Jussie: Guilt or Innocence

Sixteen indictments were issued against Jussie Smollett by a Cook County grand jury on Friday, March 8 — felony indictments. Yes, a person is always (under U.S. law) “Innocent until proven Guilty.” And, no, Jussie has NOT been proven guilty. So why have the lines formed of people who are demonstrably declaring his guilt OR declaring his innocence?

I think it’s because it “appears” to be that Smollett attempted to in some way use the system, his ethnicity, his fame along with his sexual preference to sway the court of public opinion for some personal advantage. That in itself if true is sad on many levels. But there’s more to this story and its ramifications that haven’t been but should be discussed.

If allegations against him contained in these sixteen felony indictments are proven in court and he is found guilty, this case will prove to be just one more blight on today’s international media stage. This case so far has been nothing more than a three-ring circus. Wanna guess what specifically is on display in each of the three circus rings?

Jussie Smollett Is Famous: Ring #1

I’ve always heard: fame comes with a price. Maybe Jussie is finding that out firsthand.

He began his career as a child actor in 1987 acting in films including The Mighty Ducks (1992) and Rob Reiner’s North (1994). In 2015, Smollett attracted attention and received a highly positive critical reception for his portrayal of musician Jamal Lyon in the Fox drama series Empire (2015). Smollett has also appeared in Ridley Scott’s science fiction film Alien: Covenant (2017) as Ricks and in Marshall (2017) as Langston Hughes.

He doesn’t just act. Smollett signed a recording contract with Columbia Records and would be releasing an album in the future. Smollett co-wrote the songs “I Wanna Love You” and “You’re So Beautiful” on the Original Soundtrack from Season 1 of Empire album, which was released in March 2015. In March 2018, Smollett released his debut album, Sum of My Music.

Of course, his “current” fame stems from his starring role in the Series Empire. It has been alleged that part of this “circus” that has consumed his life of late came from his desire to get more fame and subsequent pay increase for his role in that series. “Alleged” is the magic word — nothing is proven yet.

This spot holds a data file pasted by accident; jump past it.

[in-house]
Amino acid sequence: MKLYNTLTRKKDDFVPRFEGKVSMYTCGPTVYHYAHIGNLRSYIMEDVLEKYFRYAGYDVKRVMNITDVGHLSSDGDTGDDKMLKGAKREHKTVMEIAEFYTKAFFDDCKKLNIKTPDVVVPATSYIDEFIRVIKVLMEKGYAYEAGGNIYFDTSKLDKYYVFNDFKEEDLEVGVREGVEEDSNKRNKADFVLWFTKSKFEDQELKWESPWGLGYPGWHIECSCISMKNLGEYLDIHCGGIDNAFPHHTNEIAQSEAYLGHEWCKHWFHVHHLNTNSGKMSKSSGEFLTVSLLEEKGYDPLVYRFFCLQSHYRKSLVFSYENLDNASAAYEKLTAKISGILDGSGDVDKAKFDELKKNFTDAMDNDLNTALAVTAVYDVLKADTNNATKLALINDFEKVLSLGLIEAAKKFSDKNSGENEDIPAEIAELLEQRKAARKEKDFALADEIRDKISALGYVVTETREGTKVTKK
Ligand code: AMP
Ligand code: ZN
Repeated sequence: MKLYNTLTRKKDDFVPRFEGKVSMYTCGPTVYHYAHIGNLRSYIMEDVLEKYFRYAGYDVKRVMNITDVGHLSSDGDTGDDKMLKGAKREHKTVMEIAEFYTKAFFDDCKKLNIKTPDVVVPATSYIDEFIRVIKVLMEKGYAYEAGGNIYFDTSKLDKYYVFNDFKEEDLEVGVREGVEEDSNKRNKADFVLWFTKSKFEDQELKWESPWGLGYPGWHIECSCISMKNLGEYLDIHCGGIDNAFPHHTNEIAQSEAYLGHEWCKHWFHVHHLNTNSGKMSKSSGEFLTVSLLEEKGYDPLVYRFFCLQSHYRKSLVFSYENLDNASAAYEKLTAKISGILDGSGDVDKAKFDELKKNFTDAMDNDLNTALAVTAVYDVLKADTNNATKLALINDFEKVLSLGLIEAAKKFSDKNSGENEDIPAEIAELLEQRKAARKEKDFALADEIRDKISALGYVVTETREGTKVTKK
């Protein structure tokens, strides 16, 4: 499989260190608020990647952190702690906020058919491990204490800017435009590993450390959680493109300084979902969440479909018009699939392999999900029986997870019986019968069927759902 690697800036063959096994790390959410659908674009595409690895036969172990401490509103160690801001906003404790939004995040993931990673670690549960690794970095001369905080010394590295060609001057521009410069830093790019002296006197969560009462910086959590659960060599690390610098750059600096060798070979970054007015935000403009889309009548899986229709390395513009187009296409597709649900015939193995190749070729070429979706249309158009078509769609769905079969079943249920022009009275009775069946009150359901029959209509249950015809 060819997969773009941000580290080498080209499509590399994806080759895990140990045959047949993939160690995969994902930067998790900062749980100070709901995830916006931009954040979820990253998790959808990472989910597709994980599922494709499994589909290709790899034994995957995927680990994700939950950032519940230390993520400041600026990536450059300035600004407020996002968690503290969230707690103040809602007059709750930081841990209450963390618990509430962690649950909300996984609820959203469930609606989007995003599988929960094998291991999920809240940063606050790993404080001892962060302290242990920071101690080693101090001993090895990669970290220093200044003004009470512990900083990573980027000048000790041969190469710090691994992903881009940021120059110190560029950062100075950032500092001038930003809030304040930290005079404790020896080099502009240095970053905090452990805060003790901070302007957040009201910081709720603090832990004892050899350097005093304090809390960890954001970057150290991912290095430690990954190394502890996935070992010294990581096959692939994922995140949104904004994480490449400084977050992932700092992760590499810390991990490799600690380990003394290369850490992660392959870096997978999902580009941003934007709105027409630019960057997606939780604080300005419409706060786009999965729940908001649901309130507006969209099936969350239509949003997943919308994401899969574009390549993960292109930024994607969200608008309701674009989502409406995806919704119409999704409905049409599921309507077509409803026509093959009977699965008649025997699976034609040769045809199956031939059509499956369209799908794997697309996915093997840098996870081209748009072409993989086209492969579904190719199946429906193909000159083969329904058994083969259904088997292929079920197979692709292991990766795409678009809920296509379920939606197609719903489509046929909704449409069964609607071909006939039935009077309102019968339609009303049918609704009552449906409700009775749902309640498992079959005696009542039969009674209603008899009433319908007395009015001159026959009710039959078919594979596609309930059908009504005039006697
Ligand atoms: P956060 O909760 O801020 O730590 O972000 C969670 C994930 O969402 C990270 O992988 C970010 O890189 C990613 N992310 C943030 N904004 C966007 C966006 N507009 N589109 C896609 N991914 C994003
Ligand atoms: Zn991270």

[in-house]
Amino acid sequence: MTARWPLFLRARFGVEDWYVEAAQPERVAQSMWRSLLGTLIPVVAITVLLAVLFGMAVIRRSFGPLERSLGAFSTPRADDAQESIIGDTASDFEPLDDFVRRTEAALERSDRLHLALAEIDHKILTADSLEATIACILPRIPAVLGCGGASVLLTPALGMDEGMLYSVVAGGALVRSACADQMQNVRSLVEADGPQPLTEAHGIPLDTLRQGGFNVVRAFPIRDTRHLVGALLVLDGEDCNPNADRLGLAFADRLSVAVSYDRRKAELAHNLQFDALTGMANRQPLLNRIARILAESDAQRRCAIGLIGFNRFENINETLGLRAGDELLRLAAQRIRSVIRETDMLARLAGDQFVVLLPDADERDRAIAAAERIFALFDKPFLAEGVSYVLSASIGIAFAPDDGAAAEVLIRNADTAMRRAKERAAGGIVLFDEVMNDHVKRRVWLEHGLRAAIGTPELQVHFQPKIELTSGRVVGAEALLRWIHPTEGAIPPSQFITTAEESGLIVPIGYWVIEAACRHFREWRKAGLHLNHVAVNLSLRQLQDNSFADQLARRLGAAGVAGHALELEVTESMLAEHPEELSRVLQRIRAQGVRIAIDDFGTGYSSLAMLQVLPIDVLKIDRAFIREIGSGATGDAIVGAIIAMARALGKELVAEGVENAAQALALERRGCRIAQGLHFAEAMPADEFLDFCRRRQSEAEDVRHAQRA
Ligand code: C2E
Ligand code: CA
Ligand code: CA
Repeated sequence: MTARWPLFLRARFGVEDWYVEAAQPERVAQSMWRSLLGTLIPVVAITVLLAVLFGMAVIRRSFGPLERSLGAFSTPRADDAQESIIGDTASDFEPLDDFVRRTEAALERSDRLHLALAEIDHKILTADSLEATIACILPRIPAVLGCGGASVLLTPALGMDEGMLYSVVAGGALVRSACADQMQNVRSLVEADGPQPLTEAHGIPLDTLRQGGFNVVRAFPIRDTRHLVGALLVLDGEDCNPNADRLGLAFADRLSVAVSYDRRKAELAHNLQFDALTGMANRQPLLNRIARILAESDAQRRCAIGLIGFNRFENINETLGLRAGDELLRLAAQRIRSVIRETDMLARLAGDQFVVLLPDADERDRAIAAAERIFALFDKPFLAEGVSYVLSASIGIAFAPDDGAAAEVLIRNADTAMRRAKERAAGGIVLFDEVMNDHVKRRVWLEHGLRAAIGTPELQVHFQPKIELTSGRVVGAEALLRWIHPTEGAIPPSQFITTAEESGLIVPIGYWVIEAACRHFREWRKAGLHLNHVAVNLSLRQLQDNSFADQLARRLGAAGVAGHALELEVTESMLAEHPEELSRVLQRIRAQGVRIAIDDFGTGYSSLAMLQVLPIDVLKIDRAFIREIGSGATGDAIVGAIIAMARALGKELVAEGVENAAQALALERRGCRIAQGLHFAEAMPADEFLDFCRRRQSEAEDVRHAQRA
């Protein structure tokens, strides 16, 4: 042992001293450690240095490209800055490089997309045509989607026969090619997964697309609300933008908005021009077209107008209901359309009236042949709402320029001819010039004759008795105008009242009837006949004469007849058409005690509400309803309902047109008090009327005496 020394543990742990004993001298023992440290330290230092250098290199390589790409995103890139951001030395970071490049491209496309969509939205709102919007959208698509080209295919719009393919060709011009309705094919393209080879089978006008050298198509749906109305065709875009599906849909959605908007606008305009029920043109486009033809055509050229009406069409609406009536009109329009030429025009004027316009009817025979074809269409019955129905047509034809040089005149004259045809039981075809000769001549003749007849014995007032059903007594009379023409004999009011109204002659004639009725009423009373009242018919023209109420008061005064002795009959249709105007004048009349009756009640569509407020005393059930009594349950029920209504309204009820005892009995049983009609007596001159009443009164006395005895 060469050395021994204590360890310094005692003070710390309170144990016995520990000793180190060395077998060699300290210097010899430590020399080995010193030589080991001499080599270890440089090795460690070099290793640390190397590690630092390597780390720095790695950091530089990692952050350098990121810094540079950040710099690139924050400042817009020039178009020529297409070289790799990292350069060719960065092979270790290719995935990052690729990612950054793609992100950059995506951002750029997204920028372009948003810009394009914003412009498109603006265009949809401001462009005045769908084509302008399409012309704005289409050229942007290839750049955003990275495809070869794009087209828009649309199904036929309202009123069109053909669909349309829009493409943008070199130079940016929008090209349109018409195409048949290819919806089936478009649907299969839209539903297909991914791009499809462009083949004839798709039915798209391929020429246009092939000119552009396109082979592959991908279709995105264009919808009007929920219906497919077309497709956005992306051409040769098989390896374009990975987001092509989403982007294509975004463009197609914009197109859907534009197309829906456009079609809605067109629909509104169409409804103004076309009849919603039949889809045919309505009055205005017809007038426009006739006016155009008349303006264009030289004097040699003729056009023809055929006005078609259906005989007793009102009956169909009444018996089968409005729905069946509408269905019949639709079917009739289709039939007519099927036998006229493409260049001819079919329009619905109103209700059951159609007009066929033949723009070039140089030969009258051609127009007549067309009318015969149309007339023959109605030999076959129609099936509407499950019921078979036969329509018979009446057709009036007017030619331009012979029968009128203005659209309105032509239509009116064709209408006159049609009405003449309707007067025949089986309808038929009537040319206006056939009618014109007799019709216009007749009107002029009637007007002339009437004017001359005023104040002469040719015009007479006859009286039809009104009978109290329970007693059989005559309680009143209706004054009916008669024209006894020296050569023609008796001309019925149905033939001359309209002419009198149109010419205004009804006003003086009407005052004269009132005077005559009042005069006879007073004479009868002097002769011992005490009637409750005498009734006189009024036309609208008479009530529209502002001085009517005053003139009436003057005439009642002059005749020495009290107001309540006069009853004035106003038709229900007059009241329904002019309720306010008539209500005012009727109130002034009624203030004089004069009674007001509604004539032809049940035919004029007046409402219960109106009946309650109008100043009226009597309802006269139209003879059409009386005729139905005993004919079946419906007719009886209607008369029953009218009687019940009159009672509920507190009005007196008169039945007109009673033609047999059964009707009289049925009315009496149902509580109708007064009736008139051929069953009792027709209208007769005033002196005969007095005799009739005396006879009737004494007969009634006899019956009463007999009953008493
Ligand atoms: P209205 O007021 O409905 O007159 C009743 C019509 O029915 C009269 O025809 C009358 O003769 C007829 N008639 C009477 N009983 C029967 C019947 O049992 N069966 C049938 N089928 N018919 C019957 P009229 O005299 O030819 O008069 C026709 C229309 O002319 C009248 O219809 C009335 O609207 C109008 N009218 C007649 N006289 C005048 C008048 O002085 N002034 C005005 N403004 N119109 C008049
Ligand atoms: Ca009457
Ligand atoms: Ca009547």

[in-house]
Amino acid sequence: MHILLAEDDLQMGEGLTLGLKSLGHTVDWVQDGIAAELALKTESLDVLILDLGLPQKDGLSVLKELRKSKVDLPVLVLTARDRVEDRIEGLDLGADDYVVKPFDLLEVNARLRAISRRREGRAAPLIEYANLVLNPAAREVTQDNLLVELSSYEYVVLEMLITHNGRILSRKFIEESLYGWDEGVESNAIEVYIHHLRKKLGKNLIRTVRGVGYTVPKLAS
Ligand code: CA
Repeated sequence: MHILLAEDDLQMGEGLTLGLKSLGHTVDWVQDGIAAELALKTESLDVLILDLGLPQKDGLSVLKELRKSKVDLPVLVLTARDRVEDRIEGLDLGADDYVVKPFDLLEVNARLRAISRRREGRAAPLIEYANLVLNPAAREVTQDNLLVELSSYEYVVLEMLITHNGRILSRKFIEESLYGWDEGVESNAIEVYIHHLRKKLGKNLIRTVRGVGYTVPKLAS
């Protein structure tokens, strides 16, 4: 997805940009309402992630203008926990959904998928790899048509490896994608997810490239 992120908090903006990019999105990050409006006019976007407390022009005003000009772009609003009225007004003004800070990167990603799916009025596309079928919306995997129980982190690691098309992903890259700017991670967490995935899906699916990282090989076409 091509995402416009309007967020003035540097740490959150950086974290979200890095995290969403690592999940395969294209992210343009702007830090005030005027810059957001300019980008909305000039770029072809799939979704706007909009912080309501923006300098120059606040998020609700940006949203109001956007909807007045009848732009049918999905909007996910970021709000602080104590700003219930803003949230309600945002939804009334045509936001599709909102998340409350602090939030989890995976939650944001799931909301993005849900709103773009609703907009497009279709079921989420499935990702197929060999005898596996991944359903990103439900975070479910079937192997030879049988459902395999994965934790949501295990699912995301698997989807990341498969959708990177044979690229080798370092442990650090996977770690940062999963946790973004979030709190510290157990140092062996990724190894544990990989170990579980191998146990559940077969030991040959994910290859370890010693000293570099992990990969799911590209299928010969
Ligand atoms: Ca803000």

Jussie Smollett is Gay: Ring #2

Smollett came out as gay during a televised interview with Ellen DeGeneres in March 2015.

In a 2016 interview with Out, he clarified his sexual orientation by stating “If I had to label myself, I would label myself as a gay man.” However, he stated his belief that openness to love is more important than gender, revealing that “If I fall in love down the road with a woman, I’m going to love that woman.” When Smollett’s gay character from Empire engaged in a tryst with a female character, Smollett defended the plot development by stating that he and Empire‘s creator Lee Daniels were trying to create a conversation about sexual fluidity in the gay community. Daniels has stated that while he and Smollett are gay, they both occasionally want to have sex with women. Daniels stated that “We’re showing life on Empire,” in that both he and Smollett were incorporating their own sexual fluidity as gay men into the show.

Smollett told his parents he was gay when he was 19.

Jussie Smollett is African American: Ring #3

Smollett grew-up in Santa Rosa, California, a small city in the Wine Country about 50 miles north of San Francisco. He is the third of six children of Janet (née Harris) and Joel Smollett (1956–2014). He has three brothers and two sisters: Jake, Jocqui, Jojo, Jurnee, and Jazz, several of whom are also actors.

Smollett is actually biracial. His mother is African-American and his father was Jewish (his family emigrated from Russia and Poland). He has said that his father would have “killed you if you called him white.”

Jussie Smollett is a Professional Entertainer: Ring #4

Yes, I know this is a “three-ring” circus. But in Jussie’s case, his circus has a fourth. Of course, we’ve all seen in past years the never-ending Hollywood circus. I don’t know exactly why, but it seems that folks who breathe Hollywood air and who work in the entertainment field  (acting, directing, music, etc.) have a propensity to concentrate on self-awareness. Jussie is definitely qualified as a member of that group.

Smollett Support from the Rich and Famous

On January 30, 2019, public figures expressed support for Smollett on social media. Entertainment industry figures, including Shonda Rhimes and Viola Davis, tweeted their outrage over the attack and support for Smollett. Democratic senators and presidential candidates Kamala Harris and Cory Booker both described the attack as an attempted modern-day lynching. Booker urged Congress to pass a federal Anti-Lynching bill co-sponsored by him and Harris. Smollett faced skepticism regarding his claim of being attacked; he responded by saying that he believed that, if he had said his attackers were Mexicans, Muslims, or black people, “the doubters would have supported me much more … And that says a lot about the place that we are in our country right now.”